Alarum are one of these bands who take forever between records; fans complained about the five years between 1999's Fluid Motion and ...Eventuality, and then a seven year wait ensures for the next effort. With this kind of delay, you can't help but wonder: was the wait worthwhile?
First and foremost: these musicians can play. There is no doubt that they have an incredible technical proficiency, and that they make sliding between tempos, styles, levels of intensity seem effortless. The solo work on the album has has a great flow and naturalness, a liquid quality that is stunning. The song structures are cerebral and complex without seeming strained. In short, their sheer ability is dazzling.
The songs on Natural Causes are shorter songs than a lot of progressive bands' work, with only one song over five minutes. It is clear that they focused much more on showcasing the various styles they work with and their impressive skills than they did building a cohesive album. Still, Alarum have assembled a solid collection here. The more that Natural Causes plays, tests the limits, and explores, the more I enjoyed the experience. The song “Sensory Endeavour” was a favorite (and also happened to be instrumental).
Which brings me to the one area where this band does not display an amazing level of skill: I am not a great fan of the vocals. They sound under-produced and are rather low in the mix. Technique-wise, the vocals range from short, harsh barking to the occasional bit of metalcore crooning. I think I'd actually like the album much more if it was entirely instrumental, as that's clearly where this band's strength is, and the vocals left me cold. Alarum are certainly capable of taking the listener on an intellectual journey without the singing.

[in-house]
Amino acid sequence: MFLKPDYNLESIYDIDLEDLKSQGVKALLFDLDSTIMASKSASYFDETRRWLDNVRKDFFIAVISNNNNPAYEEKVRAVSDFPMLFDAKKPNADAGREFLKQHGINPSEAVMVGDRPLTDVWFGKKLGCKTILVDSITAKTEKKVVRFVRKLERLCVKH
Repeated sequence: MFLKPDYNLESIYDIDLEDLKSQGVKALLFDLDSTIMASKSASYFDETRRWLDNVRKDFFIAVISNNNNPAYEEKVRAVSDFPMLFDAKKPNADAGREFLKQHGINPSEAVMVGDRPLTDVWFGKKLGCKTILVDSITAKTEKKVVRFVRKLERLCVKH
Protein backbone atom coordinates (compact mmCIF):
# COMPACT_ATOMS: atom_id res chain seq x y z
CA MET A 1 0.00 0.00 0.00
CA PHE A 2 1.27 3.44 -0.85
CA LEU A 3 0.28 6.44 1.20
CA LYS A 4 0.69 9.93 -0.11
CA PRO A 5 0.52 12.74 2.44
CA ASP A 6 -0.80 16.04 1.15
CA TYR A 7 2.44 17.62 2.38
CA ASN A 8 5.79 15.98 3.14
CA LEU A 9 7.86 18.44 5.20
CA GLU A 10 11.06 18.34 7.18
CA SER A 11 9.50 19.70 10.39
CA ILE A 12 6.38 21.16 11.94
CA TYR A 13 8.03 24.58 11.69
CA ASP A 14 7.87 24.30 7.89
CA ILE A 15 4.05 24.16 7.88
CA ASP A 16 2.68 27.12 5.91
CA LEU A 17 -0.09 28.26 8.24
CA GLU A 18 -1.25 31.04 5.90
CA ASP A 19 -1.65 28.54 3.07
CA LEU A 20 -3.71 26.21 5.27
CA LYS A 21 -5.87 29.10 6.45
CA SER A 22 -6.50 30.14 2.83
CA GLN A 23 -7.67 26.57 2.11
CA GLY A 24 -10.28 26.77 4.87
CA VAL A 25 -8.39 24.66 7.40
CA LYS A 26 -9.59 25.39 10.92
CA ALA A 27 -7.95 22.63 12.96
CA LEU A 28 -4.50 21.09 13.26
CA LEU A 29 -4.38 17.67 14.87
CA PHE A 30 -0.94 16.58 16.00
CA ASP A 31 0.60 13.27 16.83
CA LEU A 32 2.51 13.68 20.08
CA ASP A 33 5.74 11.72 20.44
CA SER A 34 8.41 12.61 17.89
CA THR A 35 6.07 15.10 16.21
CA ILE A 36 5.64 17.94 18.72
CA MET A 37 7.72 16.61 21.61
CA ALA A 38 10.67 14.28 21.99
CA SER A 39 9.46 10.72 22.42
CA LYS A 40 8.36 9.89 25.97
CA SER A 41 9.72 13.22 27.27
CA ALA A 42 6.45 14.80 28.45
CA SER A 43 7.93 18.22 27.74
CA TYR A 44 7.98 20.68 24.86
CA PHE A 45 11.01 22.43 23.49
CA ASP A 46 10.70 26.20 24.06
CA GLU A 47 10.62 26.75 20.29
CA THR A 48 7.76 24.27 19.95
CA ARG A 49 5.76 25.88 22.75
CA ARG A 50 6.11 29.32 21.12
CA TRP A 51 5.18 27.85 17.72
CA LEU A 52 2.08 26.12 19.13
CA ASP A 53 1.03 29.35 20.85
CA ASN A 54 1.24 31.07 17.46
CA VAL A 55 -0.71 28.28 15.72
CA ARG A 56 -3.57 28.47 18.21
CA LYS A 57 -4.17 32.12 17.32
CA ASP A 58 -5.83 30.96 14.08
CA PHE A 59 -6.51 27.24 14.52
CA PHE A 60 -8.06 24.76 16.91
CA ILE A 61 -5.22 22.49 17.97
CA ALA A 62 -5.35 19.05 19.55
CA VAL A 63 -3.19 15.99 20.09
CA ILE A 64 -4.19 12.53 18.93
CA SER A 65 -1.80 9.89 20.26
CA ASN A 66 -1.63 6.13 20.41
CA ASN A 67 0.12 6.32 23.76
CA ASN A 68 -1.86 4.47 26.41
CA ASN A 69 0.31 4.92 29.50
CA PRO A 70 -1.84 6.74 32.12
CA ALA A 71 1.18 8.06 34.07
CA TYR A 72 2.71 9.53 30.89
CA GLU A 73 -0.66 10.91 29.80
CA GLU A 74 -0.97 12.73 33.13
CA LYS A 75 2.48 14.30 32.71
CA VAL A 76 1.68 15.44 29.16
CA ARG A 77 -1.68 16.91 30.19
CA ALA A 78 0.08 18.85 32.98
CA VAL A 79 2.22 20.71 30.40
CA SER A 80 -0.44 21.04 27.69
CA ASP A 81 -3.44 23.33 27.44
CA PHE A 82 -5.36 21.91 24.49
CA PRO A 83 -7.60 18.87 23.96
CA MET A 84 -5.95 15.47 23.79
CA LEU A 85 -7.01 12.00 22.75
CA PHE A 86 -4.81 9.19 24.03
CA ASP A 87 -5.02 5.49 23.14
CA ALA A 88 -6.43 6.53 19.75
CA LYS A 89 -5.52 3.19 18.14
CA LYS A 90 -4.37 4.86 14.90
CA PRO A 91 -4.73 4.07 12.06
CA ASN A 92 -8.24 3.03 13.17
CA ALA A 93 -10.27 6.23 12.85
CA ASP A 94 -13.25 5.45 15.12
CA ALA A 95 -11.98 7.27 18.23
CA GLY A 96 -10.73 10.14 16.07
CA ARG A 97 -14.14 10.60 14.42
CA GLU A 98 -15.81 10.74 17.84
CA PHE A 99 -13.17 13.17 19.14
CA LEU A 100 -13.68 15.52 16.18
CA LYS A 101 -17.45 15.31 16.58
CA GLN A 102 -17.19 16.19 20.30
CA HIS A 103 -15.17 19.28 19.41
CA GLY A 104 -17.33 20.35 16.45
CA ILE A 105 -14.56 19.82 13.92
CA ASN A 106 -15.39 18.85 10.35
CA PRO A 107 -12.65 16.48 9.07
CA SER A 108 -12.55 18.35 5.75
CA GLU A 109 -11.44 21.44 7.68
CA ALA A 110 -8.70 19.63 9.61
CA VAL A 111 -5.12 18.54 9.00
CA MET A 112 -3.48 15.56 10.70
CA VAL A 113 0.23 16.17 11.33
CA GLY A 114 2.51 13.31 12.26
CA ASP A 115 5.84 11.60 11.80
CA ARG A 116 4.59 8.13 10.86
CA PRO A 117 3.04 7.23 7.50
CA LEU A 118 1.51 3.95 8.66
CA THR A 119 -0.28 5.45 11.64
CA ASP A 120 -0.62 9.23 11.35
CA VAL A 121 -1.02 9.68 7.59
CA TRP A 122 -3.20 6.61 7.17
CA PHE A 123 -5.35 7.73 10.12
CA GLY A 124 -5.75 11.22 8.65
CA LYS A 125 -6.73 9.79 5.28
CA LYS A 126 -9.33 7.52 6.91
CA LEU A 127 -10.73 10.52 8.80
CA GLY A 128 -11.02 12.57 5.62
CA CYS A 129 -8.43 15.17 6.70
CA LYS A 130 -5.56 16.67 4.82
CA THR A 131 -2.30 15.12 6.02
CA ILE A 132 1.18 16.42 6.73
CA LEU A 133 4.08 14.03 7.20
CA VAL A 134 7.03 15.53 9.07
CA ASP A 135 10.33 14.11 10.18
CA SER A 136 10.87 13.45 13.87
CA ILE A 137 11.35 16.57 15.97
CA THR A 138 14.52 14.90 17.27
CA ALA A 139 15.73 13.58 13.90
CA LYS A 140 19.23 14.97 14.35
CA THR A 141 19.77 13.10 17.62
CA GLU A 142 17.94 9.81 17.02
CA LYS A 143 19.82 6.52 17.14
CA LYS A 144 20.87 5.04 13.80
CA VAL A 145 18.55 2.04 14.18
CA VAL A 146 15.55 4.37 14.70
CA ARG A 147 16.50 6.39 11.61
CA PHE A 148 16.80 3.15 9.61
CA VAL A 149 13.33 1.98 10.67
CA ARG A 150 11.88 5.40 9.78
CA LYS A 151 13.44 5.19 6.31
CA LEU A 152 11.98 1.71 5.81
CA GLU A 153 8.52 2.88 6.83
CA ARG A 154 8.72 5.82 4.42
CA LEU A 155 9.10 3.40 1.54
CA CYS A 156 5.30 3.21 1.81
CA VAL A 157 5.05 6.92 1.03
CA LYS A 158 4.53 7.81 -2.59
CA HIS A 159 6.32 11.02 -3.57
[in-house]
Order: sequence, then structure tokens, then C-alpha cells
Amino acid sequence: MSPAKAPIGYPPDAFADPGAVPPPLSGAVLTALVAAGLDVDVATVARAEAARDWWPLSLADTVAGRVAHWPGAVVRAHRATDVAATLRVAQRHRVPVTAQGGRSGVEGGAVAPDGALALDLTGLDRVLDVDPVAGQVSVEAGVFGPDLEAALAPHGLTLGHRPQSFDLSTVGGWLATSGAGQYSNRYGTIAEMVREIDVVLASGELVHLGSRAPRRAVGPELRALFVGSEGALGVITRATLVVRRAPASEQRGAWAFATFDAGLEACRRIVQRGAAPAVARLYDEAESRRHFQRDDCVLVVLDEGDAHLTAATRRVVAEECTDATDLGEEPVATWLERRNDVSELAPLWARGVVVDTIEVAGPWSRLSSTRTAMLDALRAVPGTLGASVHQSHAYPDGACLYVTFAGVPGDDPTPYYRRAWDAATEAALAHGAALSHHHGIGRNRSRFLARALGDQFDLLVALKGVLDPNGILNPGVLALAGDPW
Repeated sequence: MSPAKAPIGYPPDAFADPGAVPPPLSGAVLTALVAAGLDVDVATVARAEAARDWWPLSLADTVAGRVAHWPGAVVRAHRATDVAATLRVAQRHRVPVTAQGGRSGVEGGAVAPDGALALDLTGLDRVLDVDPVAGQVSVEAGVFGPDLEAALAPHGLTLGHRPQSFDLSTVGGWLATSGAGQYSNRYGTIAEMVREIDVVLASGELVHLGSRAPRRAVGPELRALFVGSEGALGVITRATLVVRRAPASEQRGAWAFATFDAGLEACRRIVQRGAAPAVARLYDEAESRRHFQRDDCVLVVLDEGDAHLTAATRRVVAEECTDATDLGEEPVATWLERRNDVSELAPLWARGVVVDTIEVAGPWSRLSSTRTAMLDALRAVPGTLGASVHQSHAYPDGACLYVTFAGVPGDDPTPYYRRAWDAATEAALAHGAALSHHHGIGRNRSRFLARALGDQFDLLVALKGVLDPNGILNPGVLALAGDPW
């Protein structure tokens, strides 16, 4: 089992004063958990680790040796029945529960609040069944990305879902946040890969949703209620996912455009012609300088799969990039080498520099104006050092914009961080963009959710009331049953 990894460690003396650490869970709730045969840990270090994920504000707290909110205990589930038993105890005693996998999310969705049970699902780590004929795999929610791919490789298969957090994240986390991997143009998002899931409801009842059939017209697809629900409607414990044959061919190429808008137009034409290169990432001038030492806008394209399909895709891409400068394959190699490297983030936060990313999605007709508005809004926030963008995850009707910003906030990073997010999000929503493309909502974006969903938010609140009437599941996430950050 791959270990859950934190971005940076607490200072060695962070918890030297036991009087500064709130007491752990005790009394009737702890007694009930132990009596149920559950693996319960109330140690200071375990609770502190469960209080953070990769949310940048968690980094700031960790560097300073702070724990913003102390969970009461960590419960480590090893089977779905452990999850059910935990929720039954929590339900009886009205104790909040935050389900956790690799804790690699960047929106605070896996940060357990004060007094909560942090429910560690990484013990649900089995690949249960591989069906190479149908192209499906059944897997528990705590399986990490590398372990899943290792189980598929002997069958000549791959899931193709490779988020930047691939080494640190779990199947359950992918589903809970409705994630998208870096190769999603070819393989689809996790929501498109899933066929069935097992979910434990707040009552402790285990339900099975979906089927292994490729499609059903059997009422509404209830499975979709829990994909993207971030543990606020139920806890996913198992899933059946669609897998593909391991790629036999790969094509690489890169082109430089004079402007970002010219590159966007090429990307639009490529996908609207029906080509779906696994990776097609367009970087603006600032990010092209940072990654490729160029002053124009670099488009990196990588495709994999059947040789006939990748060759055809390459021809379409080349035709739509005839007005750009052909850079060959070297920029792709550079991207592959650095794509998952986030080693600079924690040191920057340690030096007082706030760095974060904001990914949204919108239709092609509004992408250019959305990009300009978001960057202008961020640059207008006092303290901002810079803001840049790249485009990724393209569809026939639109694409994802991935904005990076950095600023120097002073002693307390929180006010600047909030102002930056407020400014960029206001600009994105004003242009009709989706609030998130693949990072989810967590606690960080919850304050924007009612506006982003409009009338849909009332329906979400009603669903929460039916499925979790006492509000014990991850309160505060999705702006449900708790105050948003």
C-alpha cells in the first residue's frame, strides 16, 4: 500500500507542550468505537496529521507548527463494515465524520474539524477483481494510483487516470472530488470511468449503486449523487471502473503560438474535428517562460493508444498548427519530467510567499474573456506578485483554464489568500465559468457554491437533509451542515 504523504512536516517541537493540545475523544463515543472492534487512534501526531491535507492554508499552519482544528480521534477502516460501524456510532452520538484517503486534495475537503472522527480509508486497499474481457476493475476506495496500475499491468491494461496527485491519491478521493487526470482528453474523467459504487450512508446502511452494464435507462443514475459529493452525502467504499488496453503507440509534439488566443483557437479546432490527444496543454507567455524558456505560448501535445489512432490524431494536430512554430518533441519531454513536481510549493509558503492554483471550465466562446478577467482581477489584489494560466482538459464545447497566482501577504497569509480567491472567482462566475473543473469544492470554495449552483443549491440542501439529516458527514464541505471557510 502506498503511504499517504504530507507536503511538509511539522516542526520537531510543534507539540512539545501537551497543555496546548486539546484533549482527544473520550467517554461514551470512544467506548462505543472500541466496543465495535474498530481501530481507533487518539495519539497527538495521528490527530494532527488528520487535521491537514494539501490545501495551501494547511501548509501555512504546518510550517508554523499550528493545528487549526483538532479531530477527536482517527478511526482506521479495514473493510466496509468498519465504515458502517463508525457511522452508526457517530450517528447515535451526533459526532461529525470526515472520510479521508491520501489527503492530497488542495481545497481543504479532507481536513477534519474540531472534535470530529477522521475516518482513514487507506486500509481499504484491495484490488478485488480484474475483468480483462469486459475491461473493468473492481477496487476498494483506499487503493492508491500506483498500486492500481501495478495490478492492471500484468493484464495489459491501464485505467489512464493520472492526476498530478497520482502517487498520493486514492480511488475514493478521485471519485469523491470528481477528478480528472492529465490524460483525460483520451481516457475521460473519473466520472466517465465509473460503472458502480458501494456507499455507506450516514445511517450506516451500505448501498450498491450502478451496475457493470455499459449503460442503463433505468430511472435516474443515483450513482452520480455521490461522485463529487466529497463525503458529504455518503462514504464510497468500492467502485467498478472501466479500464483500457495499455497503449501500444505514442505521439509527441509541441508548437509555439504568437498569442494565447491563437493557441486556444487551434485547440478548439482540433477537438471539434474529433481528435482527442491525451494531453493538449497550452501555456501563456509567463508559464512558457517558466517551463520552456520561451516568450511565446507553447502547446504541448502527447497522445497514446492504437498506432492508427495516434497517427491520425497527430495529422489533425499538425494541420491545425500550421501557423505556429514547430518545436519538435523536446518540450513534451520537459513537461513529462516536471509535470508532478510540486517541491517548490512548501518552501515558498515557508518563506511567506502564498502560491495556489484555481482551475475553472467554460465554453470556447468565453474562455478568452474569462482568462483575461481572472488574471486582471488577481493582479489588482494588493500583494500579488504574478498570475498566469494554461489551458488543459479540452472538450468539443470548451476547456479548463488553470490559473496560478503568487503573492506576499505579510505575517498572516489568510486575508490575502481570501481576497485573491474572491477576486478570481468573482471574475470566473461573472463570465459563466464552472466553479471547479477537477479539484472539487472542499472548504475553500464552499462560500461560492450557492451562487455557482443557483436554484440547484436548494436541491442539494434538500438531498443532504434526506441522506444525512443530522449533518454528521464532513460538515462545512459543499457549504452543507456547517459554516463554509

The members of Alarum are all really fantastic musicians. Natural Causes is smart, complex, and maybe a bit more intellectual than gut-wrenching but I like the challenge, the brain-stretch, that they provided. The vocals, however, are a challenge,and detract from the instrumental passages, which can be transcendent.
(released October 18, 2011 on Willowtip Records)